Virtual football collided with real football at a first-of-its-kind event on Thursday evening in Seattle.
The Museum of Pop Culture (MoPOP) transformed into a video game party of sorts as the Seattle Seahawks hosted their inaugural Madden 17 Championship Tournament, where eight of the nation’s top Madden gamers duked it out on the giant Sky Church screen for a chance to win part of a $15,000 prize pool and a spot in the Madden 17 Club Series Championship this April.
Madden, the popular football video game made by Electronic Arts, partnered with the NFL this year and for the first time enabled eight pro teams to host their own Madden tournaments as part of a larger circuit that ends with the 2017 EA Sports Madden Championship in May and features a $1 million prize pool.
The Seahawks invited season-ticket holders to MoPOP — which is owned by Seahawks owner Paul Allen — on Thursday for a fun VIP evening that featured Seattle wide receiver and avid Madden gamer Doug Baldwin facing off against former Seahawks safety Jordan Babineaux in between the tournament matches.
Seahawks mascot Blitz and a handful of SeaGals were also in attendance at the event, which included live music, lots of food and drink, and analysts who provided commentary during the Madden games that were streamed live to thousands of people on Twitch, at Seahawks.com, and Madden’s Facebook page.
Ultimately it was Michael “KillerMike” Clark who beat Shay “Young Kiv” Kivlen in the final game, 38-31.
— Seattle Seahawks (@Seahawks) March 3, 2017
Before the championship match, we caught up with Kivlen, a 19-year-old from Edmonds, Wash. who only started playing Madden a few years ago after an arm injury kept him off the baseball diamond.
“I fell in love with it,” he told GeekWire. “I started to get pretty good and committed a lot of time to it.”
Kivlen said he’s already won more than $10,000 in prize money from previous Madden competitions and “if I keep on the path I’m going, I definitely want to make this a full-time job,” he said.
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“There are a lot of factors that go into being good at Madden,” explained Kivlen, who missed his high school graduation because of a Madden tournament. “It’s a lot about scheming; about stick skills; about making the right decision on every play; about anticipation on offense or defense. It’s also about adjustments in the game — you can come in with a scheme and it might not work, but if you adjust, it can separate you from other players.”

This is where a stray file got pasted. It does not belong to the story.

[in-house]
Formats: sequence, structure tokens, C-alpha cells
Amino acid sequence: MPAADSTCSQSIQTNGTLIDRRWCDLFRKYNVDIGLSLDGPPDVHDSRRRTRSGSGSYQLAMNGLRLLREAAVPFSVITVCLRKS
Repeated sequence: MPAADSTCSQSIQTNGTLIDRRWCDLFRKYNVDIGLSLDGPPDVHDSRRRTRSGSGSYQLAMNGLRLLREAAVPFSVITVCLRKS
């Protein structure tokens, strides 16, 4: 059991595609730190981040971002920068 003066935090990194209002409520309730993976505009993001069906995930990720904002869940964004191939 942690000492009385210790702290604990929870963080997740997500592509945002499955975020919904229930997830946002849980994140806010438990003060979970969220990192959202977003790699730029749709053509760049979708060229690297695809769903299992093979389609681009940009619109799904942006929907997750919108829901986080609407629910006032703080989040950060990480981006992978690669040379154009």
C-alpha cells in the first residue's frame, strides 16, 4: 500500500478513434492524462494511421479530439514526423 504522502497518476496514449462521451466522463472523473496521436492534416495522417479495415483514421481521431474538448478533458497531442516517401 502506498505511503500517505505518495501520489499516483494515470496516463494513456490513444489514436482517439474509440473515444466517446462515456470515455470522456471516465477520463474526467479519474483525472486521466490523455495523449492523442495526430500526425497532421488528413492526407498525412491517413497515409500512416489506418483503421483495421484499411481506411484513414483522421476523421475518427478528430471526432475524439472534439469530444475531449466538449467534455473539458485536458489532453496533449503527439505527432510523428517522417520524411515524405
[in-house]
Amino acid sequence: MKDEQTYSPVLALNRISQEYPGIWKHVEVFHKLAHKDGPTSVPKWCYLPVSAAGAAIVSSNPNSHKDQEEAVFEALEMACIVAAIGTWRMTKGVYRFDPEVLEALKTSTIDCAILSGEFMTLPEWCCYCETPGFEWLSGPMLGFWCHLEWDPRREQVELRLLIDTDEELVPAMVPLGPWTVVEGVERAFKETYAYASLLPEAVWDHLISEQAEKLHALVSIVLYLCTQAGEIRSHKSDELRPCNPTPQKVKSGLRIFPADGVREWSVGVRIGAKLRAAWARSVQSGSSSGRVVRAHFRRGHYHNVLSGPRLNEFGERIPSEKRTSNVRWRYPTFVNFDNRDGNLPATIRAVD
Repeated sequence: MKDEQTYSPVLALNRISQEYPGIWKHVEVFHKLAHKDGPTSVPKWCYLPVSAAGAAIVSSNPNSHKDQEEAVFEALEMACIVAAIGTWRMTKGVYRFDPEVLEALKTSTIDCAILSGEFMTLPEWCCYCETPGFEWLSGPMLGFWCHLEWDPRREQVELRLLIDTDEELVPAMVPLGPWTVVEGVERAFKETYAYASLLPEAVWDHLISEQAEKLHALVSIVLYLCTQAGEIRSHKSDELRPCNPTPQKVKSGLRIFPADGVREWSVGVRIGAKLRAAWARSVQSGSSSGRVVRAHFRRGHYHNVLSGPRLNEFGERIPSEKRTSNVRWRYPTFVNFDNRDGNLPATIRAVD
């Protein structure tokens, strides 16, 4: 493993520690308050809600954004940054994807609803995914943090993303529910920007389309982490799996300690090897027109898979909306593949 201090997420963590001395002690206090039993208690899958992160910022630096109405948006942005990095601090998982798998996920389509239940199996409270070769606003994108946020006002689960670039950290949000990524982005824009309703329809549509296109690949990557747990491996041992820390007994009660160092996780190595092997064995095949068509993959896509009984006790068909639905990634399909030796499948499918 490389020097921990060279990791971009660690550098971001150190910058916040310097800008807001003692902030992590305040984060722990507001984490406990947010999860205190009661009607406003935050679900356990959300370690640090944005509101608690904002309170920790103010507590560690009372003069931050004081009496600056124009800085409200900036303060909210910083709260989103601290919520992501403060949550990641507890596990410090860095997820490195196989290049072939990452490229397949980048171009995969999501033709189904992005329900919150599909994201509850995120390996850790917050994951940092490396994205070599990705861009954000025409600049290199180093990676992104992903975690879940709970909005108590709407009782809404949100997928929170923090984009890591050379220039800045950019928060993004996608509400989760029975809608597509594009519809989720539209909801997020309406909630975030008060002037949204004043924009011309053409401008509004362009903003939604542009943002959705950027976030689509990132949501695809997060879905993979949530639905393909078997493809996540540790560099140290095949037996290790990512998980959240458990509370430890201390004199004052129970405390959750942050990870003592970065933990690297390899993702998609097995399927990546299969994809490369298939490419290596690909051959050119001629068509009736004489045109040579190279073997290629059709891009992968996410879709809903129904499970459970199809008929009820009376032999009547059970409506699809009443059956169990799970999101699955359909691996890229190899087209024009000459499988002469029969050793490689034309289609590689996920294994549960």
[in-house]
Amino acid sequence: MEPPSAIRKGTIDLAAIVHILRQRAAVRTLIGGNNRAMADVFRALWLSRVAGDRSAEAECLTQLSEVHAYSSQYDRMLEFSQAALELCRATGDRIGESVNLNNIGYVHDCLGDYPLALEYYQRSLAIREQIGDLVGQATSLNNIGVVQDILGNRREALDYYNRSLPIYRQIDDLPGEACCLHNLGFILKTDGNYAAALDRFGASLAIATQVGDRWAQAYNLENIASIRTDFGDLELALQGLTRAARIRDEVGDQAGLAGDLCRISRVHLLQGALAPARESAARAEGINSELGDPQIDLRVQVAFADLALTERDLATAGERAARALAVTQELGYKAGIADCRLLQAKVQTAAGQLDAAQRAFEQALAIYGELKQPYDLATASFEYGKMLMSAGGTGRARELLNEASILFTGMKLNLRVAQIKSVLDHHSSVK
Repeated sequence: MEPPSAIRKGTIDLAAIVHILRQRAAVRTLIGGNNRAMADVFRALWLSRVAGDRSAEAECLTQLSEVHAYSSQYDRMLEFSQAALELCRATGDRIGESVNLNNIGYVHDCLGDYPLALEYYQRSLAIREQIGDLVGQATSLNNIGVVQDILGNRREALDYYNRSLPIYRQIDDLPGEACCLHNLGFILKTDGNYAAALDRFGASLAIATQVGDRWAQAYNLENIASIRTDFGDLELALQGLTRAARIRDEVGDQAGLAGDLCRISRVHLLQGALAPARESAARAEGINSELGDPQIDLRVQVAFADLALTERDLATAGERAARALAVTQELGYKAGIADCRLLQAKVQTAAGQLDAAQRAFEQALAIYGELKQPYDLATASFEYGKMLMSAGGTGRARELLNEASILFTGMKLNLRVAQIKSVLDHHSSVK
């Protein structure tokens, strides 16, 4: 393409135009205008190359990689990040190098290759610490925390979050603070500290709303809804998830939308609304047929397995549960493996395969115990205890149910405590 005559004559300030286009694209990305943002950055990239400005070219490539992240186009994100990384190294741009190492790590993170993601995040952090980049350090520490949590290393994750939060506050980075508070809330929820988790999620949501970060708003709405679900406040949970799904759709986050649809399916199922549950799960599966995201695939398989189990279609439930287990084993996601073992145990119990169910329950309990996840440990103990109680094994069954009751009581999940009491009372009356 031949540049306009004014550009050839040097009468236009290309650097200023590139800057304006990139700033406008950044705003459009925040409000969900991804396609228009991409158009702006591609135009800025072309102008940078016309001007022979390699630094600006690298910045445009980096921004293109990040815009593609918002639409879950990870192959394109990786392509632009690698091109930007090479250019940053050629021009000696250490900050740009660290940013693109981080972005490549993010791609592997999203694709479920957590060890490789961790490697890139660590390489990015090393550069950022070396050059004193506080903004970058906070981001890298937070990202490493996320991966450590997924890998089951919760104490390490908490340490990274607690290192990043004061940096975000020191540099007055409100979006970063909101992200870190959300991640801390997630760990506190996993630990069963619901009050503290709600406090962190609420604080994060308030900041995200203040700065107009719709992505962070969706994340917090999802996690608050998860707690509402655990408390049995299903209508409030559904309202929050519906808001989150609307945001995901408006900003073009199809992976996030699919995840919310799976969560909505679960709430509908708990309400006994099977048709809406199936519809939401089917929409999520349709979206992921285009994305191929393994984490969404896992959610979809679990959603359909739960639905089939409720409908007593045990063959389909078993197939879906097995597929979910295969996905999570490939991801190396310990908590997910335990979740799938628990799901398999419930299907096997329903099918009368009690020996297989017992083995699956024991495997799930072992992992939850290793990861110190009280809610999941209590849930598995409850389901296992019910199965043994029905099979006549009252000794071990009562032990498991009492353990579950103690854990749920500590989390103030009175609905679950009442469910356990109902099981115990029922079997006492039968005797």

Dave Grunfeld hosts a weekly show on NFL Network called Madden NFL America, which spotlights the top Madden players around the U.S. He was also at the event on Thursday and told GeekWire that these tournaments give gamers a way to showcase their talents.
“You see events like this and it really all starts to come together,” he said. “Our show is just part of a larger cog; it’s this whole community that is growing right now. It’s really cool.”
Grunfeld said it’s “surreal” how the Madden franchise started as a simple game and has turned into somewhat of a phenomenon, with actual money and fame now up for grabs. And now the NFL is getting involved, with the hopes of having each team host their own tournament like Seattle did on Thursday. It’s similar to what the NBA is doing with its new eSports league organized with NBA 2K game developer Take Two.
“The plan is to continue to integrate the NFL with the Madden community,” Grunfeld said. “There is so much overlap and it’s a natural fit. This is the first year where there is real serious money and attention being paid to this. This is the ground floor. It’s an exciting time.”
Travis Smith, a technical events producer for EA, told GeekWire that his company has hosted Madden tournaments for several years but kicked it up a notch after establishing an entire division to competitive gaming.
“This isn’t anything that will go away,” Smith said of the Madden Championship Series.
Check out our interview with Baldwin below — the Pro Bowl receiver, who spoke at our GeekWire Sports Tech Summit last year, talks about his love for video games, his Madden rating, virtual reality, and more: